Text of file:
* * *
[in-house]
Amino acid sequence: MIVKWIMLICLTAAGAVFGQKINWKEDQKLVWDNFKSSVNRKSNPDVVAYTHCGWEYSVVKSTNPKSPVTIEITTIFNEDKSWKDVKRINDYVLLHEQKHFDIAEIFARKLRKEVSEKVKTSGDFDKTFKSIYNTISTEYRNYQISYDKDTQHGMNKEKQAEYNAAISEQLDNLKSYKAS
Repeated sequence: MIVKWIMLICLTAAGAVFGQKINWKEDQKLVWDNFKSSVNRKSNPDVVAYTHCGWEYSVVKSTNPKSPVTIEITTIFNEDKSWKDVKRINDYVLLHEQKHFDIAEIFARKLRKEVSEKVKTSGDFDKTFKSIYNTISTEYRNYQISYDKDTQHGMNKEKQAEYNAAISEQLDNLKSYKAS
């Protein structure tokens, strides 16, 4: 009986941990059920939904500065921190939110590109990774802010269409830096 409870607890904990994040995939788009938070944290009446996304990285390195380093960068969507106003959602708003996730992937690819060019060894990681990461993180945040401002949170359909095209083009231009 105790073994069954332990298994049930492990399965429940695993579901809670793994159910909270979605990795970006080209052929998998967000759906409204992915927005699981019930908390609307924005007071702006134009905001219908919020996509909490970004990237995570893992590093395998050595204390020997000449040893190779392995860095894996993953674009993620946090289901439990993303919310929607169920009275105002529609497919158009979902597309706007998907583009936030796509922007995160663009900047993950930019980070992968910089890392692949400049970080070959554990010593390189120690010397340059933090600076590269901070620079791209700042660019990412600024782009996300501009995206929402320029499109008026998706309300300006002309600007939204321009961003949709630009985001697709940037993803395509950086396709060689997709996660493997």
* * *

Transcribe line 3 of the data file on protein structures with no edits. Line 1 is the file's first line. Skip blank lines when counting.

Repeated sequence: MIVKWIMLICLTAAGAVFGQKINWKEDQKLVWDNFKSSVNRKSNPDVVAYTHCGWEYSVVKSTNPKSPVTIEITTIFNEDKSWKDVKRINDYVLLHEQKHFDIAEIFARKLRKEVSEKVKTSGDFDKTFKSIYNTISTEYRNYQISYDKDTQHGMNKEKQAEYNAAISEQLDNLKSYKAS